Chapter 30 Activity 14: Area Data VI

NOTE: The source files for this book are available with companion package {isdas}. The source files are in Rmarkdown format and packed as templates. These files allow you execute code within the notebook, so that you can work interactively with the notes.

30.1 Practice questions

Answer the following questions:

  1. Describe and discuss the possible sources of autocorrelation in the residuals of a model.
  2. List possible corrective/remedial actions when residual autocorrelation is detected.
  3. Under which situations is a Spatial Error Model an adequate modeling strategy?

30.2 Learning objectives

In this activity, you will:

  1. Explore a dataset with area data using visualization as appropriate.
  2. Discuss a process that might explain any pattern observed from the data.
  3. Conduct a modeling exercise using appropriate techniques. Justify your modeling decisions.

30.3 Suggested reading

O’Sullivan D and Unwin D (2010) Geographic Information Analysis, 2nd Edition, Chapter 5. John Wiley & Sons: New Jersey.

30.4 Preliminaries

It is good practice to clear the workspace to make sure that you do not have extraneous items there when you begin your work. The command in R to clear the workspace is rm (for “remove”), followed by a list of items to be removed. To clear the workspace from all objects, do the following:

rm(list = ls())

Note that ls() lists all objects currently on the workspace.

Load the libraries you will use in this activity (load other packages as appropriate).


Choose a data set with area data that interests you. These are two possibilities:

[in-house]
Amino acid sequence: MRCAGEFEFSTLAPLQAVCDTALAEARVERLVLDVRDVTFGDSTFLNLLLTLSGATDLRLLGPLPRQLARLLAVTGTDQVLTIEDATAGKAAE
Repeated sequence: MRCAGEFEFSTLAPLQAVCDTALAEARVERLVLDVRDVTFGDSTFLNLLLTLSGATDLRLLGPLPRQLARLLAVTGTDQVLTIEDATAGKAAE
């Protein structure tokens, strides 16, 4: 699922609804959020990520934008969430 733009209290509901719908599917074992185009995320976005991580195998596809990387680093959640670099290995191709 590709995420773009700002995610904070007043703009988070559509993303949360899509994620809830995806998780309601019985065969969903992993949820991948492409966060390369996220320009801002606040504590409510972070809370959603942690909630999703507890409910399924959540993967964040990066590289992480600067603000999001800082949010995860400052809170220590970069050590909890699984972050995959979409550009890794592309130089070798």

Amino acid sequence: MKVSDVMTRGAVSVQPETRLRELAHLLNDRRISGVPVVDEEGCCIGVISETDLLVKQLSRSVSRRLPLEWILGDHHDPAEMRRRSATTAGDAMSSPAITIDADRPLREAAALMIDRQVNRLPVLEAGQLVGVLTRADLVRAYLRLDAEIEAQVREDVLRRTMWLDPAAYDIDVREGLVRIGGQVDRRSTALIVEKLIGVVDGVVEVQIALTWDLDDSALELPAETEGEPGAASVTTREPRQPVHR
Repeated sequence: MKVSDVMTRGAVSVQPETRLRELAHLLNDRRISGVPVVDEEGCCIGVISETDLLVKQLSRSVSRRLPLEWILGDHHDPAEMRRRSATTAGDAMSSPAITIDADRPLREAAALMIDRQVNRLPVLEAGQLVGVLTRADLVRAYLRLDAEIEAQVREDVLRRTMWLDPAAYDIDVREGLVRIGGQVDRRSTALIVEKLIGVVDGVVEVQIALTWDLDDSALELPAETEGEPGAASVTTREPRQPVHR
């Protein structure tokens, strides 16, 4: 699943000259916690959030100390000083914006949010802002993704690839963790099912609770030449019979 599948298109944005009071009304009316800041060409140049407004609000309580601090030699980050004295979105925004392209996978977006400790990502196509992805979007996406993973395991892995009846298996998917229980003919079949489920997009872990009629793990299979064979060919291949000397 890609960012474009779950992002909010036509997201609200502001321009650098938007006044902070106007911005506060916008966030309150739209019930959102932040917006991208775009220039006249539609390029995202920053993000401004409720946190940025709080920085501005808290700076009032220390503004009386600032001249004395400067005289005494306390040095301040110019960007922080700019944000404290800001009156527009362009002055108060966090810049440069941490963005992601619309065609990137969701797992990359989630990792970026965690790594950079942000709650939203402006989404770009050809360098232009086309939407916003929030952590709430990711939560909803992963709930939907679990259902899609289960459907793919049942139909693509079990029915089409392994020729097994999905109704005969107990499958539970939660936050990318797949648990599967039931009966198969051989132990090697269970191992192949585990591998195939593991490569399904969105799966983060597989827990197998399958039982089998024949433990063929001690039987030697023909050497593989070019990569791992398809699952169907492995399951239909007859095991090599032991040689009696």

30.4.1 New York leukemia data


A SpatialPolygonsDataFrame that contains the following variables:

  • AREANAME name of census tract
  • AREAKEY unique FIPS code for each tract
  • POP8 population size (1980 U.S. Census)
  • TRACTCAS number of cases of leukemia (1978-1982)
  • PROPCAS proportion of cases per tract
  • PCTOWNHOME percentage of people in each tract owning their own home
  • PCTAGE65P percentage of people in each tract aged 65 or more
  • Z transformed proportions
  • AVGIDIST average distance between centroid and TCE sites
  • PEXPOSURE “exposure potential”: inverse distance between each census tract centroid and the nearest TCE site, IDIST, transformed via log(100*IDIST)

This can be converted to a simple features object as follows:

nyleukemia.sf <- st_as_sf(nyleukemia)

30.4.2 Pennsylvania lung cancer


A SpatialPolygonsDataFrame that contains the following variables:

  • county: Name of the county
  • cases: Number of cases of lung cancer
  • population: Population by county
  • rate: Lung cancer rate by county
  • smoking: Smoking rate by county
  • cancer_ rate: Lung cancer rate by county (%)
  • smoking_rate: Smoking rate by county (%)

This can be converted to a simple features object as follows:

pennlc.sf <- st_as_sf(pennlc)

30.5 Activity

Capstone Activity

This is a capstone activity where you can work free-style on a data set of your choice, and put in practice what you have learned with respect to the analysis of area data.

  1. Partner with a fellow student to analyze the chosen dataset.

  2. Visualize and explore the dataset using appropriate tools.

  3. Analyze your dataset by means of regression modeling. Which should be the dependent variable in your dataset? Why?

  4. Discuss the results of your analysis, including possible limitations, and possible ways to improve it (e.g., what additional variables would you like to use?)